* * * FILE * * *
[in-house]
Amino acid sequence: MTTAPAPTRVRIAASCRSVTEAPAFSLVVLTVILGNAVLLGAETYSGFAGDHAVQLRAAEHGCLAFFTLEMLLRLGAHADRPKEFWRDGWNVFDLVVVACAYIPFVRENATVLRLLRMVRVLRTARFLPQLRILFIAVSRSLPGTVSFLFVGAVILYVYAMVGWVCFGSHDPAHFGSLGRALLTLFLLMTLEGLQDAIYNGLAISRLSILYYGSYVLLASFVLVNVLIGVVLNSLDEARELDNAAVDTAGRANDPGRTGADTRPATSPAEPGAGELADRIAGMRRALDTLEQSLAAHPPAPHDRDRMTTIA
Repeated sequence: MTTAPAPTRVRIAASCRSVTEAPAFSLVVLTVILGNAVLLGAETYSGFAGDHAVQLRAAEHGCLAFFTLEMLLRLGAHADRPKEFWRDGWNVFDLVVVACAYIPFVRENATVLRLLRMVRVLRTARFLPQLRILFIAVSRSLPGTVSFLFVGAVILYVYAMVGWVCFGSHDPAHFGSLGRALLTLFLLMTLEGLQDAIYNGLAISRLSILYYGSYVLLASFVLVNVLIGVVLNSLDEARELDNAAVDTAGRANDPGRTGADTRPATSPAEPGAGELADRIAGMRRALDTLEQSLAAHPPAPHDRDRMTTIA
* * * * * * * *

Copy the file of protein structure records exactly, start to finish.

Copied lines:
[in-house]
Amino acid sequence: MTTAPAPTRVRIAASCRSVTEAPAFSLVVLTVILGNAVLLGAETYSGFAGDHAVQLRAAEHGCLAFFTLEMLLRLGAHADRPKEFWRDGWNVFDLVVVACAYIPFVRENATVLRLLRMVRVLRTARFLPQLRILFIAVSRSLPGTVSFLFVGAVILYVYAMVGWVCFGSHDPAHFGSLGRALLTLFLLMTLEGLQDAIYNGLAISRLSILYYGSYVLLASFVLVNVLIGVVLNSLDEARELDNAAVDTAGRANDPGRTGADTRPATSPAEPGAGELADRIAGMRRALDTLEQSLAAHPPAPHDRDRMTTIA
Repeated sequence: MTTAPAPTRVRIAASCRSVTEAPAFSLVVLTVILGNAVLLGAETYSGFAGDHAVQLRAAEHGCLAFFTLEMLLRLGAHADRPKEFWRDGWNVFDLVVVACAYIPFVRENATVLRLLRMVRVLRTARFLPQLRILFIAVSRSLPGTVSFLFVGAVILYVYAMVGWVCFGSHDPAHFGSLGRALLTLFLLMTLEGLQDAIYNGLAISRLSILYYGSYVLLASFVLVNVLIGVVLNSLDEARELDNAAVDTAGRANDPGRTGADTRPATSPAEPGAGELADRIAGMRRALDTLEQSLAAHPPAPHDRDRMTTIA